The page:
2. The Board encouraged the Coaching Committee to continue to develop an outline for implementation of "academy" programs for players at U-10 and that focus and information regarding skill development be included.
Here too, are a few of the Position Statements from the 55 state associations Technical Directors which pertain to the question.
Age of competitive play
While it is acknowledged and recognized that pre-teen players should be allowed to pursue playing opportunities that meet both their interest and ability level, we strongly discourage environments where players below the age of 12 are forced to meet the same "competitive" demands as their older counterparts therefore we recommend the following:
1. 50% playing time
2. no league or match results
3. 8 v 8 at U-12
Festivals for players under 10
We believe that Soccer Festivals should replace soccer tournaments for all players under the age of 10. Festivals feature a set number of minutes per event (e.g., 10 games X 10 minutes) with no elimination and no ultimate winner. We also endorse and support the movement to prohibit U-10 teams from traveling to events that promote winning and losing and the awarding of trophies.
Finally here's an excerpt from the soon-to-be released US Youth Soccer Player Development Model.
"NO U-10's should be involved in competitive tournaments or tryouts. Play Days, Jamborees or Festivals where U-10's all get a participation award are fine.
U-10 players should –
1. Not be exposed to tryouts
2. Not be labeled 'rec' or 'competitive'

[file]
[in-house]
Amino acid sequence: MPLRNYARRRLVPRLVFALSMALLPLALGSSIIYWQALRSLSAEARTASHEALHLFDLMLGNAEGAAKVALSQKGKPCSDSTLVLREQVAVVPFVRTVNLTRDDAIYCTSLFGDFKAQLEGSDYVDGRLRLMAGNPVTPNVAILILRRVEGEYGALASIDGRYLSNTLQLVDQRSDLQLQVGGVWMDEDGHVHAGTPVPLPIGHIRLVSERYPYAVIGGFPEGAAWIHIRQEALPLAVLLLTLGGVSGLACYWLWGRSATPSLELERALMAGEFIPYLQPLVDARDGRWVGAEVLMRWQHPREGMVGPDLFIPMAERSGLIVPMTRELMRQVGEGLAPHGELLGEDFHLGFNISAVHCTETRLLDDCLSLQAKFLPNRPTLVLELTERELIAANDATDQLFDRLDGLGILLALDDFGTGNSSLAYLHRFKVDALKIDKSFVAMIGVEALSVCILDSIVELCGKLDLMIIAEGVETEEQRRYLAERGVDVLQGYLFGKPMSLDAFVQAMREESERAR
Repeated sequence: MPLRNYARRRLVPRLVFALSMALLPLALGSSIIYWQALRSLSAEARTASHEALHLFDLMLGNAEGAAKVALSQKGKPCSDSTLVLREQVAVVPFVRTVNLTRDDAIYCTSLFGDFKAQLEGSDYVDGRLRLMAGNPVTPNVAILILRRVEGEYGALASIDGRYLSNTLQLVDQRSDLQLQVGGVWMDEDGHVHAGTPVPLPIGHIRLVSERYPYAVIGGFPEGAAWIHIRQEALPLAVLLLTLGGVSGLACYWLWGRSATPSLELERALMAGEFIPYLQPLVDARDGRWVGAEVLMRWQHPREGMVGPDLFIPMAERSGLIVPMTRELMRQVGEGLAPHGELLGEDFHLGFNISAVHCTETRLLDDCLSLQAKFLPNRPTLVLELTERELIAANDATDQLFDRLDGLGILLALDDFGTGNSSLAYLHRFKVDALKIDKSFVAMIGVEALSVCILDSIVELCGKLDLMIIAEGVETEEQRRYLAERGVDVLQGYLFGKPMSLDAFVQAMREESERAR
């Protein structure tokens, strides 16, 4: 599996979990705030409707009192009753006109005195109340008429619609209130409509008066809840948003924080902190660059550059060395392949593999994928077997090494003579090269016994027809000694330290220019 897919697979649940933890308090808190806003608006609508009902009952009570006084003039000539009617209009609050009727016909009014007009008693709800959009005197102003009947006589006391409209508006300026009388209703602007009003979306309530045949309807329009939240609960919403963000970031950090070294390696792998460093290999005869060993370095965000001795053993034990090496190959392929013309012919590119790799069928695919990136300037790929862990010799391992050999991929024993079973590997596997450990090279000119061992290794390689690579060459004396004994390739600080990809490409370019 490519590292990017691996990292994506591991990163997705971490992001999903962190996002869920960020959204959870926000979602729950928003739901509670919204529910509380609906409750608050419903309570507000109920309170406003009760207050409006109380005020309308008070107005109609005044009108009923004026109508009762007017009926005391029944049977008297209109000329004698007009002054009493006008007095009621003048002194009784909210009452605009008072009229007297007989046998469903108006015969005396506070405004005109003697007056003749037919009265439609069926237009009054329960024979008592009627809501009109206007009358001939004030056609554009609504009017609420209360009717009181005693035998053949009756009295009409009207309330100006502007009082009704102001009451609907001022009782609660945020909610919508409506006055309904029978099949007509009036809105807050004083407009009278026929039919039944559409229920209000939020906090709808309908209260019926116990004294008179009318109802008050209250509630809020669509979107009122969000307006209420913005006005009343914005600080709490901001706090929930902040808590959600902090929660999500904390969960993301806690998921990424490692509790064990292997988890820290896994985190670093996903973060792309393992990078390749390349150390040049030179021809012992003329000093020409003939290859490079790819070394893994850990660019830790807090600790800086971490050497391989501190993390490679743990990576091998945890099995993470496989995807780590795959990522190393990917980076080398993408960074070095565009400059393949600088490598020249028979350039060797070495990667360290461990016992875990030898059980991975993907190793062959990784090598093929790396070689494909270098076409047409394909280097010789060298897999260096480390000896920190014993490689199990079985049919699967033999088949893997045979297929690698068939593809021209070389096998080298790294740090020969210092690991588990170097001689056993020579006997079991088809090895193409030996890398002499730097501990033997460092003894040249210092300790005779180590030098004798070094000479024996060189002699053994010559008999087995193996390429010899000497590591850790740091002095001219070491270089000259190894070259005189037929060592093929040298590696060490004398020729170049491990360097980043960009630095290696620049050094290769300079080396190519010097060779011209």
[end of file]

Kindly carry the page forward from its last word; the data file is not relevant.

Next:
3. Not be allowed to go to tournaments where there is a winner"
Thank you very much for the feedback, very informative. The problem at our youth association is that our parents are pushing hard for our U-10's to travel in the state league where there are league and match results. We feel this is unnecessary and causes coaches to take short cuts to win instead of placing more of the emphasis on player development. For that reason, we would like to keep our U-10's playing in our in-house league.
The biggest push to travel is not so much from the players, but from the parents who want to see their kids play like little pros. Little do the parents realize that they are doing more harm than good by ramping up the competitive pressures at such an early age. We feel that there will be plenty of time, in the kids' older years, when we can play to win championships. Any further information you might have on the subject would be very welcome.
You are absolutely right that it tends to be more the adults than the kids who want to push the results oriented environment sooner than later with 10-year-old children. That is contrary to the approach taken by U.S. Soccer and US Youth Soccer. It is also contrary to the research in sports sciences and specifically Long-Term Player Development (LTPD). Take a look at the magazine Olympic Coach, Spring 2004, Volume 16, Number 1
from the U. S. Olympic Committee for the details on LTPD. Also read on the US Youth Soccer website an article that speaks to this topic of too much too soon
. Since many adults do not know the timeline for the development of a soccer player they want to push the matter too quickly. To develop a player properly requires patience on the part of the adults.